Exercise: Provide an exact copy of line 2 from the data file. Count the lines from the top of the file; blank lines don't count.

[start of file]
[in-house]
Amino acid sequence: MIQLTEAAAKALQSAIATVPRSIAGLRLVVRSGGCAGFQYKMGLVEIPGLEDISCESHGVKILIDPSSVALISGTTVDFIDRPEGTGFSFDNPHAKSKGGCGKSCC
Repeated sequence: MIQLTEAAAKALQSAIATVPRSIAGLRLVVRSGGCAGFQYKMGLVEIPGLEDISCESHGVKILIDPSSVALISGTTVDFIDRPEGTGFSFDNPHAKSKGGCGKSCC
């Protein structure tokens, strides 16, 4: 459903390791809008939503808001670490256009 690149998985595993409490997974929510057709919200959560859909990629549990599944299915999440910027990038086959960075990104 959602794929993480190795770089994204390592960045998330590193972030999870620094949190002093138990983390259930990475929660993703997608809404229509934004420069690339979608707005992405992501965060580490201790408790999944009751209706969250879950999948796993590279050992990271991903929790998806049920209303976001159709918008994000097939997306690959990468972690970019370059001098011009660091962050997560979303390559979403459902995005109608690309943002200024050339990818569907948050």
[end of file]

Amino acid sequence: MIQLTEAAAKALQSAIATVPRSIAGLRLVVRSGGCAGFQYKMGLVEIPGLEDISCESHGVKILIDPSSVALISGTTVDFIDRPEGTGFSFDNPHAKSKGGCGKSCC